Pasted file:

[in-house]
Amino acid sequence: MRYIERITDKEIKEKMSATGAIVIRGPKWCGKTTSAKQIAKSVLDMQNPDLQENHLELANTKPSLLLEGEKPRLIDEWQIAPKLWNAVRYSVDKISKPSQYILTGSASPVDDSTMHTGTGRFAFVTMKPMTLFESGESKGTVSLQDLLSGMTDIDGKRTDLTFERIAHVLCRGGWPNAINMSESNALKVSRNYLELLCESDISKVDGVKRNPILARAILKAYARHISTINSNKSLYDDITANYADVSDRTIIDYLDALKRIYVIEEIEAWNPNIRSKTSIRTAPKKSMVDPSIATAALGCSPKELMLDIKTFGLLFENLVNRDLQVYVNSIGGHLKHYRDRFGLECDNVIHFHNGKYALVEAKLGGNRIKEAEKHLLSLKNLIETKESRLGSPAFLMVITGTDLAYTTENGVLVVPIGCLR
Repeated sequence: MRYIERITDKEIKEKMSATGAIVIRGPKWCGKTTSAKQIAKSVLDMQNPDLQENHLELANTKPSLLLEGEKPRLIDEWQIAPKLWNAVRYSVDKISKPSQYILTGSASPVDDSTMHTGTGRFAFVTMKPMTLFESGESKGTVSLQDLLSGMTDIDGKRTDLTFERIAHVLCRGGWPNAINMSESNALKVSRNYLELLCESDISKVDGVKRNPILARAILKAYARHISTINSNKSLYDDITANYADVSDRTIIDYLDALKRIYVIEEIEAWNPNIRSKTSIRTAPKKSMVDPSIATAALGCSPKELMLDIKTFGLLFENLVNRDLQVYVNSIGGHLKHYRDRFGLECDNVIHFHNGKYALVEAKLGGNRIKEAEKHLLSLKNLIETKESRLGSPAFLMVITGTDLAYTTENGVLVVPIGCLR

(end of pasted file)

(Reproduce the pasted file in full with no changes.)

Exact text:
[in-house]
Amino acid sequence: MRYIERITDKEIKEKMSATGAIVIRGPKWCGKTTSAKQIAKSVLDMQNPDLQENHLELANTKPSLLLEGEKPRLIDEWQIAPKLWNAVRYSVDKISKPSQYILTGSASPVDDSTMHTGTGRFAFVTMKPMTLFESGESKGTVSLQDLLSGMTDIDGKRTDLTFERIAHVLCRGGWPNAINMSESNALKVSRNYLELLCESDISKVDGVKRNPILARAILKAYARHISTINSNKSLYDDITANYADVSDRTIIDYLDALKRIYVIEEIEAWNPNIRSKTSIRTAPKKSMVDPSIATAALGCSPKELMLDIKTFGLLFENLVNRDLQVYVNSIGGHLKHYRDRFGLECDNVIHFHNGKYALVEAKLGGNRIKEAEKHLLSLKNLIETKESRLGSPAFLMVITGTDLAYTTENGVLVVPIGCLR
Repeated sequence: MRYIERITDKEIKEKMSATGAIVIRGPKWCGKTTSAKQIAKSVLDMQNPDLQENHLELANTKPSLLLEGEKPRLIDEWQIAPKLWNAVRYSVDKISKPSQYILTGSASPVDDSTMHTGTGRFAFVTMKPMTLFESGESKGTVSLQDLLSGMTDIDGKRTDLTFERIAHVLCRGGWPNAINMSESNALKVSRNYLELLCESDISKVDGVKRNPILARAILKAYARHISTINSNKSLYDDITANYADVSDRTIIDYLDALKRIYVIEEIEAWNPNIRSKTSIRTAPKKSMVDPSIATAALGCSPKELMLDIKTFGLLFENLVNRDLQVYVNSIGGHLKHYRDRFGLECDNVIHFHNGKYALVEAKLGGNRIKEAEKHLLSLKNLIETKESRLGSPAFLMVITGTDLAYTTENGVLVVPIGCLR